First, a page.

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Union Irons Works; San Francisco, California

 

Aft ViewFrom this page, you will be able to see plans of the USS Oregon, the famed Spanish-American War battleship.

On June 30, 1890, Congress authorized the building of three heavily armored and armed battleship. The ships, at the request of Congress were mainly to be used for coastal defense, but did possess adequate stability in the event of extended journeys for offensive operations.

The Indiana class of battleships were the first United States warships to mount the main battery on the centerline. The second class battleships Maine and Texas had their main batteries offset port and starboard. These were the last ships to have that arrangement as it was found that the full weight of the main battery could not be brought to one side.

 

Above: The USS Oregon arrives in New York harbor with the U.S. Fleet after seeing combat in Cuba. This image is from a stereo card that was popular in that time.

The USS Indiana and USS Massachusetts were built by Cramp Shipyards of Philadelphia, and the USS Oregon was built by Union Iron Works of San Francisco. Between the two builders, there were minor differences in the class. The Indiana and Massachusetts had rounded after bridges, whereas the Oregon had a concave after bridge. Also the Oregon's 13" turrets were powered by hydraulic mechanisms and the Indiana's and Massachusetts' turrets were powered by steam mechanisms. When the Indiana class of battleships were completed, they represented the entry of the United States as a possessor of a first class navy.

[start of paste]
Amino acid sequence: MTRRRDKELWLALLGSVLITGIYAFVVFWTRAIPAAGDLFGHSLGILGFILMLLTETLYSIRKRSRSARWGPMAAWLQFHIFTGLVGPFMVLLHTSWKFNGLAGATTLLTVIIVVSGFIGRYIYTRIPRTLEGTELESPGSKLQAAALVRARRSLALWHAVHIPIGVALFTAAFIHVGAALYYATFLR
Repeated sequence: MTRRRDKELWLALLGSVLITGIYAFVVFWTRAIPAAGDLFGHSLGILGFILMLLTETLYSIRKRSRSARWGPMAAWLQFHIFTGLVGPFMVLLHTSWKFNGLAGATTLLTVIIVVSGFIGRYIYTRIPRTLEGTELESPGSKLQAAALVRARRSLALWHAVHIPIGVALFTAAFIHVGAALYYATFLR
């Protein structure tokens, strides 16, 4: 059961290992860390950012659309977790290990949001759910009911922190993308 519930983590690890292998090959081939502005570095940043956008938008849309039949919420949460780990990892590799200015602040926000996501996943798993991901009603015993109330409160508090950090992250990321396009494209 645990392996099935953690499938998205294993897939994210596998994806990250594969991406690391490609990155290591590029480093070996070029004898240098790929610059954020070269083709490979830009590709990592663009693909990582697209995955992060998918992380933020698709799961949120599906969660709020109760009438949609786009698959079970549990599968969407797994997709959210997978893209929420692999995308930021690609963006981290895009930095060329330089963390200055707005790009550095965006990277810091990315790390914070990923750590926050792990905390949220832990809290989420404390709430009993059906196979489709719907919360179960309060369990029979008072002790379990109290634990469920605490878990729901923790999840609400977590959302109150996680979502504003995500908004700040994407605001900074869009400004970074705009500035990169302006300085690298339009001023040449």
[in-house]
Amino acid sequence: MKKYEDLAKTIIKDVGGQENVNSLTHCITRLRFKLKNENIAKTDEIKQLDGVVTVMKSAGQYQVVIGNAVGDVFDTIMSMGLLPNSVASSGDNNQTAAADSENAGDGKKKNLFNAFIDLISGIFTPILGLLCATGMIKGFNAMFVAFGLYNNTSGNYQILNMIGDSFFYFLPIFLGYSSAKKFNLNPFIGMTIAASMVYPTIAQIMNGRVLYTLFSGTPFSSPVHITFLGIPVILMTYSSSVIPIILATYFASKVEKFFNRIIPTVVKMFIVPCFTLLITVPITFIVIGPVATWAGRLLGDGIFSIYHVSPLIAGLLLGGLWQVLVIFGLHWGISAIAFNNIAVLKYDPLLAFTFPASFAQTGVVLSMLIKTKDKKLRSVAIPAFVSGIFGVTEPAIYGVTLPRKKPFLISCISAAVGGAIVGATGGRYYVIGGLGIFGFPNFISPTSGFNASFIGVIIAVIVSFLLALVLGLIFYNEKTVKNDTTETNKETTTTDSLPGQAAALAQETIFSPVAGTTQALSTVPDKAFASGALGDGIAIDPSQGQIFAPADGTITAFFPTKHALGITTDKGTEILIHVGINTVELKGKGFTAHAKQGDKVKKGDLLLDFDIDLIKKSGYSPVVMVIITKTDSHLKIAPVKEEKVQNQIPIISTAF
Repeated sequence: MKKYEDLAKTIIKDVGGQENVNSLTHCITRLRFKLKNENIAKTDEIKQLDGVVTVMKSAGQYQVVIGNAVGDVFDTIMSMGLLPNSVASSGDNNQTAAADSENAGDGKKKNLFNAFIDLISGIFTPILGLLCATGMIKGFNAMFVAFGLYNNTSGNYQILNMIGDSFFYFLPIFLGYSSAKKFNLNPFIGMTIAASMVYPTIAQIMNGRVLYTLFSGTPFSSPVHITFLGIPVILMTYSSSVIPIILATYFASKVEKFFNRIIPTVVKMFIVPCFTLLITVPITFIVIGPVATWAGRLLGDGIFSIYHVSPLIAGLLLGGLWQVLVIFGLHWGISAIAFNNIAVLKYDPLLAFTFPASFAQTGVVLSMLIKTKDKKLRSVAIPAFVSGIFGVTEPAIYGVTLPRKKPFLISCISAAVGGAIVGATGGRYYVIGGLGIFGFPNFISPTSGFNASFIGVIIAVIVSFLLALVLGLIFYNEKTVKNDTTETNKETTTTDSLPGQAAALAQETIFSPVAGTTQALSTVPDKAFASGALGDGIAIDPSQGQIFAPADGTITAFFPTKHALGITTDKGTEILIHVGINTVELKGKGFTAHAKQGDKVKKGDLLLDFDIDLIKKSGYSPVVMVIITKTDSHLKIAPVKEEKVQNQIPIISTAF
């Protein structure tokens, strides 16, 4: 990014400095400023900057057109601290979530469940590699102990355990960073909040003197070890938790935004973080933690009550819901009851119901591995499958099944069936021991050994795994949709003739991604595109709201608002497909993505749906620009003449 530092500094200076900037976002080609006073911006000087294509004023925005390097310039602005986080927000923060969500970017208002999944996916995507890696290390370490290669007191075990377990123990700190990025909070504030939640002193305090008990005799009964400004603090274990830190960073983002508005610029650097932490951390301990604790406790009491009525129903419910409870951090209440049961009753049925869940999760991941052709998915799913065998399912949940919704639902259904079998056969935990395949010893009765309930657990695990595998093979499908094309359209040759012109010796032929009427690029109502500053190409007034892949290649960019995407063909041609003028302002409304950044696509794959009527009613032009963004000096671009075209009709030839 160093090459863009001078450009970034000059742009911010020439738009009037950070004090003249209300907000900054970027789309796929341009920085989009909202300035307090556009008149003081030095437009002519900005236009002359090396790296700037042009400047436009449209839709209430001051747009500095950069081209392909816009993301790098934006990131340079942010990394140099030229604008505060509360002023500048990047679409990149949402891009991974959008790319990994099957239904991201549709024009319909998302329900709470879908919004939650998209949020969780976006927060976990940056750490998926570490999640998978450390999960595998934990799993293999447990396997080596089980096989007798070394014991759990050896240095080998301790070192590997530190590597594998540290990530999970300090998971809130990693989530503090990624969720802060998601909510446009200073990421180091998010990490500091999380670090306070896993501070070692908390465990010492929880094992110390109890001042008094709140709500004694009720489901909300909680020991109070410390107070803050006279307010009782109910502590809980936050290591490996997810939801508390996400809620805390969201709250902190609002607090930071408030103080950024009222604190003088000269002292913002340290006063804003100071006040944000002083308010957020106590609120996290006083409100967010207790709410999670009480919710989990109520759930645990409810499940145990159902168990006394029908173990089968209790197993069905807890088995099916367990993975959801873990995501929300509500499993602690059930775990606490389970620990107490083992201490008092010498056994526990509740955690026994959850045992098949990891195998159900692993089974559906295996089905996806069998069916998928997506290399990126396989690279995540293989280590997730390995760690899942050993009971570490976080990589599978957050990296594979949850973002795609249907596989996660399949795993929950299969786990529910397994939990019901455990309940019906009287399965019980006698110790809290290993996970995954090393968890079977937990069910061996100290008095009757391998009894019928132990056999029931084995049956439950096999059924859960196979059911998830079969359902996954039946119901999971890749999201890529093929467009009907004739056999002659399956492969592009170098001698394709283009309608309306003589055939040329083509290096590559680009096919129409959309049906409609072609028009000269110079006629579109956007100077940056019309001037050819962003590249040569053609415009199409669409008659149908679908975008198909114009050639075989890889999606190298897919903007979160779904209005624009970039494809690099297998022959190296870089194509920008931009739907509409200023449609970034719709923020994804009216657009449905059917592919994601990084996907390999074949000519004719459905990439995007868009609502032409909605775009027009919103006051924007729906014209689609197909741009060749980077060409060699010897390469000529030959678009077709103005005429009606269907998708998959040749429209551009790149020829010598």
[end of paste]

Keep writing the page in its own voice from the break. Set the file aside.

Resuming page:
Many historians will say that the Indiana's were mediocre battleships if that. While this may be true, the performance of Indiana's, particularly the Oregon, during the Spanish-American War was excellent. One must remember that the United States was new to the arena of capital ship construction. The lessons learned enabled ship builders to improve each design and build more effective battleships. This eventually resulted in the superior design of the USS Iowa (BB 61) class.

 

Dry Dock

Courtesy: The Library of Congress, Detroit Publishing

The USS Oregon in the New York shipyard receiving a much needed overhaul and hull scrapping after seeing action in the waters off Santiago de Cuba.

 

Builder Trial Results

Modifications to the USS Oregon

 

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